Mexico City is known for its shopping. But after some research and asking friends who live there, I learned the shopping, as fabulous as it was, was mostly geared to higher end designer fashions– with prices to match.
As always, I seek out the more accessible shopping, interesting souvenirs that are representative of the region. In Mexico City, I heard there were great outdoor markets that offered a lot of inexpensive shopping all in one place.
We didn’t have time to scope them all out, so we skipped the vegetable markets, the markets only open on Sundays, the voodoo market (yes it exists). We instead focused on a large, well-located market in Mexico City, known for its diversity of vendors and rock bottom cheap prices, La Ciudadela.
La Ciudadela is a great place to shop all of Mexico in one market. Mexico’s distinct regions are known for different kinds of crafts (see my comprehensive post on ALL the best souvenirs to buy across Mexico). Vendors from all over Mexico come here to sell their artisanal goods.
La Ciudadela is also the best market in Mexico City because of its location– conveniently located in the Centro Histórico neighborhood. The stalls are mostly divided by vendor type, so you’ll find clothing or embroidery all in one area, for example.
While I’ve read advice that you should devote an entire day to this market, we had plenty of fun spending a couple of hours here (that included time sitting down for a snack and drink and taking all the photos you see here). Prices here are pretty low, but bargaining is also accepted.
Some Quick Shopping Tips for La Ciudadela, the best market in Mexico City
- Bring cash, credit cards aren’t readily accepted
- Plan to spend 1-3 hours depending on whether you are want a quick browse or a serious shopping trip
- There are restaurants in the market, I definitely recommend taking a shopping break and stopping for some fresh guacamole and an agua fresca
- Stalls are somewhat organized by vendor type. Prices may vary slightly by vendor for similar goods
- Bargaining is expected
Here are some of the more interesting souvenirs you might find at La Ciudadela market:
Quick Content Guide
Cute Authentic Mexican Dresses
Clothing is one of my favorite souvenirs, as you are guaranteed to use it back home. Very traditional clothing, however, like some of the Mexican dresses, can be tricky to pull off so you might want to think more creatively on how you might wear or alter the dress.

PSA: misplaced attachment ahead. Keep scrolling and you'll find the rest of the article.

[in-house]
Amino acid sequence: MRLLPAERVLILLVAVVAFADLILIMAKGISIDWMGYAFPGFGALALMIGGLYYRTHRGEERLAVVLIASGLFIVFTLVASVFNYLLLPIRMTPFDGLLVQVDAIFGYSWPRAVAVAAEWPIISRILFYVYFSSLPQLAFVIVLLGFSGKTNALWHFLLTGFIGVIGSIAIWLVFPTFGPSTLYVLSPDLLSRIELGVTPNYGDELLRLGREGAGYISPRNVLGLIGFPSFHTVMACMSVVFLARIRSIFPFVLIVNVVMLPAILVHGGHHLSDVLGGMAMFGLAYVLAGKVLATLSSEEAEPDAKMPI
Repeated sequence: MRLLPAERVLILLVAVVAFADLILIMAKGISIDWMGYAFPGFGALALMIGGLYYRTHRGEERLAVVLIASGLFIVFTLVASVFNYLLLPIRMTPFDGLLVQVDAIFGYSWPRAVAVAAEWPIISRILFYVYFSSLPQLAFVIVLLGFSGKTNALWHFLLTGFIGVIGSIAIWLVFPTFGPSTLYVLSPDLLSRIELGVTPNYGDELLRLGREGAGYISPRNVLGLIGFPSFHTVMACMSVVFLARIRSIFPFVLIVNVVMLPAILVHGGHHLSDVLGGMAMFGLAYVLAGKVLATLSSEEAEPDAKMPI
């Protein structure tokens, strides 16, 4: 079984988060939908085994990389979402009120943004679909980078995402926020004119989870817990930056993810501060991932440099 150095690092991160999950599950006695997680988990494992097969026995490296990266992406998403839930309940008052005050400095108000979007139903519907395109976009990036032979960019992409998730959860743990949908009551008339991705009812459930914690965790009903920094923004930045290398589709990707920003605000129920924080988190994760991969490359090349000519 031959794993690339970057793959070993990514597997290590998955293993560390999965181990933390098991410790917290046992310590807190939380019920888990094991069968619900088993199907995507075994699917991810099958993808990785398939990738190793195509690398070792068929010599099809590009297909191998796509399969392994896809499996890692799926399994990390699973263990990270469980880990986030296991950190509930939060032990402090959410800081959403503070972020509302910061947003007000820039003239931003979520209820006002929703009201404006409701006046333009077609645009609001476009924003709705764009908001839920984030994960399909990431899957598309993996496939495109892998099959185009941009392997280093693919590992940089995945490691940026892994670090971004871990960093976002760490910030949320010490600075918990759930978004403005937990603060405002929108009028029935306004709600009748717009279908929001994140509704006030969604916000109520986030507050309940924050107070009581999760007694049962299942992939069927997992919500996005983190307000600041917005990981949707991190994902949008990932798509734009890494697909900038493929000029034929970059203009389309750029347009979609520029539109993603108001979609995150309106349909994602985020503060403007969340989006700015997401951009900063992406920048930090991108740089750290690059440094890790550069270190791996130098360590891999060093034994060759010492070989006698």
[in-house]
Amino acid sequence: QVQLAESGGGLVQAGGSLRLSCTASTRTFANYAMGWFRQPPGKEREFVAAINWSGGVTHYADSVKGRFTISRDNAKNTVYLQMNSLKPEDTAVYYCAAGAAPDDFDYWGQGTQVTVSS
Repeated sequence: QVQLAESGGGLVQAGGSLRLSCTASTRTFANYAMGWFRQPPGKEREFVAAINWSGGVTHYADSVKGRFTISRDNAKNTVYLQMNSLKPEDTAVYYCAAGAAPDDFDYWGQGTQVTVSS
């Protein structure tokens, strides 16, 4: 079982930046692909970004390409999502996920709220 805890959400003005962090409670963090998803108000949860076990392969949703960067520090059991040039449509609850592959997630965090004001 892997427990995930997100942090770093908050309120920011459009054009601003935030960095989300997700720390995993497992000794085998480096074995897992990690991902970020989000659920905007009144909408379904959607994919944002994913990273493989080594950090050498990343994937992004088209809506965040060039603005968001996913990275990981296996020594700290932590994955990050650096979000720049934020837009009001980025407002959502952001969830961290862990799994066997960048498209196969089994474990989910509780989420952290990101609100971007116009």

Some of the more flowy styles can be worn as beach cover ups. Other Mexican dresses can be made more wearable by taking them to the tailor and modernizing the look. Sometimes just adding a belt and more modern accessories is enough to make it a more city look.
There are tons of dresses to choose from at La Ciudadela market, so you’ll have lots of options.
Embroidered Mexican handbags
I adore Mexican embroidered handbags, and have collected them as souvenirs on various trips. I always get tons of compliments on them back home. There were stalls upon stalls of beautiful embroidered handbags.
Huipil blouses at La Ciudadela
I haven’t quite figured out how to wear a huipil souvenir back home without looking costume-y but would love to see how others style them.
Locally Made Textiles
Mexican textiles are always a win for a great souvenir when you aren’t sure what to get. Pillow cases, table cloths and blankets are all easy to find a place for back home.
Hats and Sombreros
While hauling a giant sombrero souvenir home might be a bit impractical, there were plenty of beach and fedora styles to choose from at bargain prices.
Mexican Leather Shoes
I have a pair of hurache style sandals I bought in Valladolid a few years back that I still wear and adore. Shoes run about $20-30 a pair.
Mexican Woven Hammocks
Hammocks are a great souvenir from Mexico and come in an array of colors. The quality of some of the less expensive hammocks at the market was a little iffy so make sure you spend a little more or hang it low, with soft bed of grass underneath- just in case.
Cute Mexican Pinatas
I brought home a smallish pinata to bring back as a souvenir, but we couldn’t bear to actually break him open, he was too cute! This guy was the equivalent of $5 or so. A nearby stand sold local candy to fill him with.
There were tons of pottery styles to choose from here.
I loved the intricate beading on the jewelry and sorely regret not bringing home more for gifts.
Odds and Ends
There were a lot of random items at the market that defy categorization. Some examples below:
Have you been to any of the markets in Mexico City? Tell us about your favorite finds!